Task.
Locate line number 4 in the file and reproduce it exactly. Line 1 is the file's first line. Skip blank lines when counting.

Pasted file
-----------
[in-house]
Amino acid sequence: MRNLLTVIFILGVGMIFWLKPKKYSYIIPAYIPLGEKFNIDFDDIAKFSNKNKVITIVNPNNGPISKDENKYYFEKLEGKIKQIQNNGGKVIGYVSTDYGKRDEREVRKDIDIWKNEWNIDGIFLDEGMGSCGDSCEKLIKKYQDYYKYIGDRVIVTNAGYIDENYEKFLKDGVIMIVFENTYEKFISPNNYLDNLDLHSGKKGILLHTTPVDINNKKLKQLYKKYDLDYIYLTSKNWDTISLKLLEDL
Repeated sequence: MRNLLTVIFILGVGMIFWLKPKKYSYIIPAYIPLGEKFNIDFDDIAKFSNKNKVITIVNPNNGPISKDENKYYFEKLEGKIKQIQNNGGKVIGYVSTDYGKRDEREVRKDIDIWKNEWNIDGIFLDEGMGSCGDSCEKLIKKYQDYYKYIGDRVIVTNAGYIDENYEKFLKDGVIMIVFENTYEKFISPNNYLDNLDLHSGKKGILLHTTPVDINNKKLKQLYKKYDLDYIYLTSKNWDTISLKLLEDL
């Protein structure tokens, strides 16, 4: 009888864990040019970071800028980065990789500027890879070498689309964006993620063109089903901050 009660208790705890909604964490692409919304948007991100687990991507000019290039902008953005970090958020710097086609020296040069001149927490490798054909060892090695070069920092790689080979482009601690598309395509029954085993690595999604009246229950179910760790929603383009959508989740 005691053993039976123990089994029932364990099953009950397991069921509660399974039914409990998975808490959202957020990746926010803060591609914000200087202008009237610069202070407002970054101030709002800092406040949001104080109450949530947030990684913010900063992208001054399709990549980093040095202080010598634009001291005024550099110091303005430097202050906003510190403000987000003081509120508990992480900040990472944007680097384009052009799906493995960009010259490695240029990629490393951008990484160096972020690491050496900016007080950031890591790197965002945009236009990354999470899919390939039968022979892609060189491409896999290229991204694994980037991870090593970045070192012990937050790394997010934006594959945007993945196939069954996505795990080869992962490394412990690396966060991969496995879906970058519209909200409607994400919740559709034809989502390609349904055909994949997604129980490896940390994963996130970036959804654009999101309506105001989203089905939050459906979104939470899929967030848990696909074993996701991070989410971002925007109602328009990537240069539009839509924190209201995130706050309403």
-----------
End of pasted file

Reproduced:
């Protein structure tokens, strides 16, 4: 009888864990040019970071800028980065990789500027890879070498689309964006993620063109089903901050 009660208790705890909604964490692409919304948007991100687990991507000019290039902008953005970090958020710097086609020296040069001149927490490798054909060892090695070069920092790689080979482009601690598309395509029954085993690595999604009246229950179910760790929603383009959508989740 005691053993039976123990089994029932364990099953009950397991069921509660399974039914409990998975808490959202957020990746926010803060591609914000200087202008009237610069202070407002970054101030709002800092406040949001104080109450949530947030990684913010900063992208001054399709990549980093040095202080010598634009001291005024550099110091303005430097202050906003510190403000987000003081509120508990992480900040990472944007680097384009052009799906493995960009010259490695240029990629490393951008990484160096972020690491050496900016007080950031890591790197965002945009236009990354999470899919390939039968022979892609060189491409896999290229991204694994980037991870090593970045070192012990937050790394997010934006594959945007993945196939069954996505795990080869992962490394412990690396966060991969496995879906970058519209909200409607994400919740559709034809989502390609349904055909994949997604129980490896940390994963996130970036959804654009999101309506105001989203089905939050459906979104939470899929967030848990696909074993996701991070989410971002925007109602328009990537240069539009839509924190209201995130706050309403």